"So let us not be blind to our differences but let us direct our attention to our common interests and to the means by which those differences can be resolved. " -- John F. Kennedy Introduction The language of business is not always business when it comes to global business because cultures make an extraordinary impact on the interpretations and expectations of all our business norms. Therefore, the understanding of different cultures makes us adapt to doing business in the global market in a better and professional manner and at the same time on a more personalized note.
In-depth studies have to be made before we go on our business trips to foreign countries or when our foreign associates come visiting us for business matters. There are also programs designed to address this issue with specific modules that focus on what client specific country or countries individuals should familiarize themselves with, and how they could learn to overcome the key dimensional cultural differences.
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Businessmen and individuals have to ensure that their behavior and attitude is in synch with their overseas counterparts so as to avoid negativity that could have cause harmful impacts in their business dealing. Many a times the very efforts to learn cultures have clumsily been observed between businessmen from different backgrounds and this in turn has generated mutual respect for each other in appreciation of the efforts put in for being culturally correct. (Harris, et. al, n. d) (Global Service, 2007) Business rarely works without some personalized communication even if businesses are conducted half the worlds away.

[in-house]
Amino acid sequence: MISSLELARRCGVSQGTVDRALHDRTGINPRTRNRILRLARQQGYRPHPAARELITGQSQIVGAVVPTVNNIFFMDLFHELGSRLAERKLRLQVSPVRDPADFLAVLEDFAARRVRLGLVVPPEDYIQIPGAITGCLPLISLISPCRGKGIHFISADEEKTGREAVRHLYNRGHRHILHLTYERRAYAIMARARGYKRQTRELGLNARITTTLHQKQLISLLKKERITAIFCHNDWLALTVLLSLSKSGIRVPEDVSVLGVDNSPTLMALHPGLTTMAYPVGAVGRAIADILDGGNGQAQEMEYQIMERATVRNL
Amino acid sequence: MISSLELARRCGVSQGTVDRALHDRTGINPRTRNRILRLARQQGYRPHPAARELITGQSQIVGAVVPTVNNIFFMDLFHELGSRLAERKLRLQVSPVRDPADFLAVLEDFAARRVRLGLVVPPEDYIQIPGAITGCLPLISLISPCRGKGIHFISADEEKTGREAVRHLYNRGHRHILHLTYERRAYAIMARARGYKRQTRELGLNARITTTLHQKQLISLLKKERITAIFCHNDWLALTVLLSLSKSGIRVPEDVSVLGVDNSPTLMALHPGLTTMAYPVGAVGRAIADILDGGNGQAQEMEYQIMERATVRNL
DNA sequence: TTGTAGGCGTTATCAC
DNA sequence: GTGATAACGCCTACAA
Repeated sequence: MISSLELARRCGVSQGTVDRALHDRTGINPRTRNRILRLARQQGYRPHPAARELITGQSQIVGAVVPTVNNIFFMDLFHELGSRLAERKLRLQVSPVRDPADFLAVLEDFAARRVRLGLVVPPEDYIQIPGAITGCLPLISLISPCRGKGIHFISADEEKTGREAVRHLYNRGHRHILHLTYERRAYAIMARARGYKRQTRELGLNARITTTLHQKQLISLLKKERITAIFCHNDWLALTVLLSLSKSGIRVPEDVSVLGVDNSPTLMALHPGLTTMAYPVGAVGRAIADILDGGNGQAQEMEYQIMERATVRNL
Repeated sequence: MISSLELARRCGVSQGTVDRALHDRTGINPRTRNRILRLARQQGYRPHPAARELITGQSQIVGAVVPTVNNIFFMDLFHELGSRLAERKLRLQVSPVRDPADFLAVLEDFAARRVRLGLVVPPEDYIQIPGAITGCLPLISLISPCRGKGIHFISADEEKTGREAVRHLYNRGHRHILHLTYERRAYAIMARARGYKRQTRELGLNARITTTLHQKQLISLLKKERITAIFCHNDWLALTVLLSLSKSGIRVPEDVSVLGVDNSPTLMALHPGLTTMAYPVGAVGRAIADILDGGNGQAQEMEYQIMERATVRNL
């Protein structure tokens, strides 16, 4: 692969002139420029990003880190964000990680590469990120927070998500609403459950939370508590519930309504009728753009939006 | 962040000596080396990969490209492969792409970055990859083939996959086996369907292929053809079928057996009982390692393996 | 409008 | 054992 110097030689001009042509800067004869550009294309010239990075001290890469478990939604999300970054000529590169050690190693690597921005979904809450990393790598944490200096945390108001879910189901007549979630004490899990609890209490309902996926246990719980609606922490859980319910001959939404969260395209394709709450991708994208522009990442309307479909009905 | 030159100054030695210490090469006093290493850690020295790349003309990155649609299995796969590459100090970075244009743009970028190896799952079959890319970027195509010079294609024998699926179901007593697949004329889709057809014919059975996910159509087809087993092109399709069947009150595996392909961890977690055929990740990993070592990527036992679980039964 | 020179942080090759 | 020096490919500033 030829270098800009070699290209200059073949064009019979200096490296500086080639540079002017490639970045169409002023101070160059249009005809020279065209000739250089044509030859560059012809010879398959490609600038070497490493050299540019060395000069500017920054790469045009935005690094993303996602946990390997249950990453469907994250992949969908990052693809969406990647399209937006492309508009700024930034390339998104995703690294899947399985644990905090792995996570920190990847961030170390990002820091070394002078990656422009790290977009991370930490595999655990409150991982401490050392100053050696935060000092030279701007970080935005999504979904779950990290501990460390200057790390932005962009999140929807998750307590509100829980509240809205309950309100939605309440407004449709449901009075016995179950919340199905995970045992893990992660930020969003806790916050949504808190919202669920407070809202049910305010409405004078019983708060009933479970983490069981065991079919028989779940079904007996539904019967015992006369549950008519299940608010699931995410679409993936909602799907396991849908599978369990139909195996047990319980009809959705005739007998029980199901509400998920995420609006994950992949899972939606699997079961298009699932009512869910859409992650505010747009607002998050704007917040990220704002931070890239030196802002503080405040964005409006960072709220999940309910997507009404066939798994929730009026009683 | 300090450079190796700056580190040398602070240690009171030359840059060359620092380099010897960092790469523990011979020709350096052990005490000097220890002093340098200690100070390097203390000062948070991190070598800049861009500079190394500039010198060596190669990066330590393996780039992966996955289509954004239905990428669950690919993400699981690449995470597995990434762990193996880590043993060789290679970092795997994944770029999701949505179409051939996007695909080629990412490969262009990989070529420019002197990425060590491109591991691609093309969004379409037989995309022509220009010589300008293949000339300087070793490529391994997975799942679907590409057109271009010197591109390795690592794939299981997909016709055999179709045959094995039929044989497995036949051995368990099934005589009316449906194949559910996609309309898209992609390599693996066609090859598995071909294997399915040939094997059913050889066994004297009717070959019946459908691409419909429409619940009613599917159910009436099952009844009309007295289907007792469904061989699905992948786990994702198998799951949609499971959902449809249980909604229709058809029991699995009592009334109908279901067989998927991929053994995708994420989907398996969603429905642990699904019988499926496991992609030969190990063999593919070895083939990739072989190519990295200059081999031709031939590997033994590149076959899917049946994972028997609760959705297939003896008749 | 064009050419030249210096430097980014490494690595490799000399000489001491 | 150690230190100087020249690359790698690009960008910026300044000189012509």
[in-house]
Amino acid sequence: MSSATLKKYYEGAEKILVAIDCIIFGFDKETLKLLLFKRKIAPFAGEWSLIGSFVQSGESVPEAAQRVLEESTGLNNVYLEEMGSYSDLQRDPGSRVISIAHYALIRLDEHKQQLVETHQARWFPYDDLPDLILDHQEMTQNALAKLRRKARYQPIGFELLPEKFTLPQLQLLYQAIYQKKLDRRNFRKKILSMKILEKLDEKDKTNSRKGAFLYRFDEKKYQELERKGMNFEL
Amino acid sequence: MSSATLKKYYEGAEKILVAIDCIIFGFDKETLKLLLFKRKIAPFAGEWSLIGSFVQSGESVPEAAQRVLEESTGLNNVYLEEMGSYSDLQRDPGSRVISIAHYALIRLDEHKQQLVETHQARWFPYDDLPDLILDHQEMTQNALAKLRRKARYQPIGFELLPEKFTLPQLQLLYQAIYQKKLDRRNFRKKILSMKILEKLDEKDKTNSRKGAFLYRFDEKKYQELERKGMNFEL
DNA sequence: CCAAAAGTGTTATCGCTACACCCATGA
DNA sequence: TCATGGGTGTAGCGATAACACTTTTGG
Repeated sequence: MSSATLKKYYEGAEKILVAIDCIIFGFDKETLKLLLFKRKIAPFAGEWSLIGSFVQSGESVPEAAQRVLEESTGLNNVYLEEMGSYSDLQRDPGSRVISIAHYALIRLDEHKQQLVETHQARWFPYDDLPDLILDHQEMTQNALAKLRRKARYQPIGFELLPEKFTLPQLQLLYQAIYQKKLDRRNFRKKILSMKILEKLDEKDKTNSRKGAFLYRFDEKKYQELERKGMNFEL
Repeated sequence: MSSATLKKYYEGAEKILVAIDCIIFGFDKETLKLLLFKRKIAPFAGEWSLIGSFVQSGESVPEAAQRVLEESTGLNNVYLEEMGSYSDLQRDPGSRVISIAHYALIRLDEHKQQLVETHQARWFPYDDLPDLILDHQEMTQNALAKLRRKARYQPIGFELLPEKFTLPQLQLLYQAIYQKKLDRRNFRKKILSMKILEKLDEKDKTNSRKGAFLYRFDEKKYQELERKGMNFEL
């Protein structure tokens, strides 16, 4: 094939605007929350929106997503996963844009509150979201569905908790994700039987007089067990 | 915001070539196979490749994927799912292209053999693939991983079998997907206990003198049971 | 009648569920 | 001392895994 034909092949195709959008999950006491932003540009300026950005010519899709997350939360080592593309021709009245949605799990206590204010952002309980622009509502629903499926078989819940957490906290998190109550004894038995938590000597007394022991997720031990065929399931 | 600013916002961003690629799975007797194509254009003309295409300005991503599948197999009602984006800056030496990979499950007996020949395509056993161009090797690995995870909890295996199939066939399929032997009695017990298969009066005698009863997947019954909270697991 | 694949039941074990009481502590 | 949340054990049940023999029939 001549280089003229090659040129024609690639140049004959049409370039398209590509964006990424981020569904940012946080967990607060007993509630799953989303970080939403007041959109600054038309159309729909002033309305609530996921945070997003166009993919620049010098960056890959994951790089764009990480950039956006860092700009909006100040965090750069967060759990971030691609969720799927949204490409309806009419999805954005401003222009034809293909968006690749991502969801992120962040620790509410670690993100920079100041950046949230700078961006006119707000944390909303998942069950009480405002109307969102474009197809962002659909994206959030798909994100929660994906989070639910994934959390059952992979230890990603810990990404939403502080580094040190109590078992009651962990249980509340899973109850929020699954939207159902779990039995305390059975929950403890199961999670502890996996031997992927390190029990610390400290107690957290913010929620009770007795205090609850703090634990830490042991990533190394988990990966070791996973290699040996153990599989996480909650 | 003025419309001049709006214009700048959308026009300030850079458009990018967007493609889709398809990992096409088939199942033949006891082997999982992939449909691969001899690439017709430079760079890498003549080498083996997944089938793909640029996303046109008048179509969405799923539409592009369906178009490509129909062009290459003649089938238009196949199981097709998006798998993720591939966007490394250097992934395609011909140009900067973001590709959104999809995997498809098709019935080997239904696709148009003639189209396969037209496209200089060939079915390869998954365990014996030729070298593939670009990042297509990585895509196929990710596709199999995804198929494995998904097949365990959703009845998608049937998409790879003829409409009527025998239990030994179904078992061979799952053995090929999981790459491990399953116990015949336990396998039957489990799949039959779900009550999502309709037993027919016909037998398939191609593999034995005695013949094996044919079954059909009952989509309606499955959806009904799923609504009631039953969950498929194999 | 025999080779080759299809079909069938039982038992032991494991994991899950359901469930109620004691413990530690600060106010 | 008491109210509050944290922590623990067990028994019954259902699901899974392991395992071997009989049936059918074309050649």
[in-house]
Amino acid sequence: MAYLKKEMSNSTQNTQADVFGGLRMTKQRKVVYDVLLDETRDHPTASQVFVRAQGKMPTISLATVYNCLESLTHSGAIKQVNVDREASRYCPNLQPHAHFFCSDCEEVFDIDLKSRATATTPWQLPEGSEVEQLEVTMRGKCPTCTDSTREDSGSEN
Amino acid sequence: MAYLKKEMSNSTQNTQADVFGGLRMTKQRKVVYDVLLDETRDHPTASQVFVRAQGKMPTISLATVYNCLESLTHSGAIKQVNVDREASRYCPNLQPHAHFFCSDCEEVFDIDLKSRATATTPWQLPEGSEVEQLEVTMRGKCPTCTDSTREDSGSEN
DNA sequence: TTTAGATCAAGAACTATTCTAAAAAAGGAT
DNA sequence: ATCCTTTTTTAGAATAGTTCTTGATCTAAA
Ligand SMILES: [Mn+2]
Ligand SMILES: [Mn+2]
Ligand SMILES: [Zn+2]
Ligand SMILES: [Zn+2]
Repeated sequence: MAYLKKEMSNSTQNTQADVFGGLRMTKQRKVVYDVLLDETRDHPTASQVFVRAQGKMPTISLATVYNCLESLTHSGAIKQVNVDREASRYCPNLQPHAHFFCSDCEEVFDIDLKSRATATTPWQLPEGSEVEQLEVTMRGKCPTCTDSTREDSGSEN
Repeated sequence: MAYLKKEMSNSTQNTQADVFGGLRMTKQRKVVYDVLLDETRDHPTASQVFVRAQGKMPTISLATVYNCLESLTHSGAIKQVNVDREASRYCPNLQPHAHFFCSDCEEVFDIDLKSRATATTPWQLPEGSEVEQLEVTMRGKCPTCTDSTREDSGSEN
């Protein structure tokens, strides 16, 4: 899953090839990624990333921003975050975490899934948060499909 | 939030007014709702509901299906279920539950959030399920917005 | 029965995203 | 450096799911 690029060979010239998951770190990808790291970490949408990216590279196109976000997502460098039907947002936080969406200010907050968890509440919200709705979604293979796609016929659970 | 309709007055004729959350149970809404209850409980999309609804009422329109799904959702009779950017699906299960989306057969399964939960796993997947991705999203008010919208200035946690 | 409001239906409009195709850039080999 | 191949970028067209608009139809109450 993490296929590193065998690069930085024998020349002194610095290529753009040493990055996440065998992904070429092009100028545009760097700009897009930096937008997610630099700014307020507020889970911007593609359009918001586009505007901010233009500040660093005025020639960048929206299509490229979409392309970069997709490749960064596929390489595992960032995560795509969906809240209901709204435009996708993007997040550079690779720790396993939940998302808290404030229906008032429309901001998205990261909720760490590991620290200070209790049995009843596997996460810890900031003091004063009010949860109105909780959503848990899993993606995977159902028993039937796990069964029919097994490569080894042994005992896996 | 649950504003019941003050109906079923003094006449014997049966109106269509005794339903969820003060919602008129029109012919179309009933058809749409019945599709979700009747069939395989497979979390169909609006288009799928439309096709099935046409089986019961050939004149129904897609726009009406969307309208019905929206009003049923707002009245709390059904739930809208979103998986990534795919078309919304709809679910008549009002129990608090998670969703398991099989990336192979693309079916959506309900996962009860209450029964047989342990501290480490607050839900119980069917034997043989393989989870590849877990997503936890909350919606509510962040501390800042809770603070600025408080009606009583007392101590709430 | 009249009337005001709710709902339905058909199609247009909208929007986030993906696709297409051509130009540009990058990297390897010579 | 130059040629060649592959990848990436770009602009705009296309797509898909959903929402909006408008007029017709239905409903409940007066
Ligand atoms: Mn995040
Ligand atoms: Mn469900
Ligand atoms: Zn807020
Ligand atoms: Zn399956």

Behavior communications is always visible even in an informal note or line through the fax or email or any other form of spoken or written communication, therefore correct cultural etiquette always helps to build and strengthen a successful business network that works to everyone’s interests globally. Acquiring the skills to communicate correctly in context to different cultures is most of the times a difficult task, but the eventual results always lead to successful global business interaction and associations. (Morrison, et. al, 1994)(Carte, Fox.
2004) Adjustment Process When businessmen visit other countries they sometimes experience cultural shock, stress and strain in the unfamiliar surroundings in which they find themselves, this also influences their emotional, mental and physical well-being. This together with the unfamiliar and sometimes strange food they have to contend with causes certain levels of distress such as upset stomachs etc. In their discomfort they feel that they are out of place and have not fully comprehended the customs and behavior of other cultures.
During this transitional experience they have to adapt to the circumstances and modify their behavior and in the process they go though a positive learning curve to eventually adjust themselves to the situations they are in. However, if they unfortunately are not able to adapt to the circumstances then negativity can set in which can lead to helplessness, frustration and anger and result in to disastrous decision making in their business. Businessmen should therefore be mentally and physically prepared to not let cultural shock have any effect of their business instincts.
A strange point of interest is that when these businessmen return after extended visits to their own countries they sometimes go through a reversal of culture shock that causes them to go through similar stress with their family and friends and they have to take time readjust once again to their familiar surroundings. (Mitchell 1999)(Paulson, et. al, 1991) Cross-Cultural Communication It is necessary to know the realities about communication in other cultures because all the countries the world over have already started becoming interdependent, thus communicating across cultural barriers is at times difficult but not impossible to overcome.
Cultural and behavior differences have to be resolved to avoid problems of cross-culture interactions even if people of different background take more time to get familiarized for talking, sharing common ideas and understanding each others points of views. While much of the communication is done through signs and symbols that may differ in their meaning in other places and cultures, the human interaction has been characterized through continual updates of what these signs and symbols mean.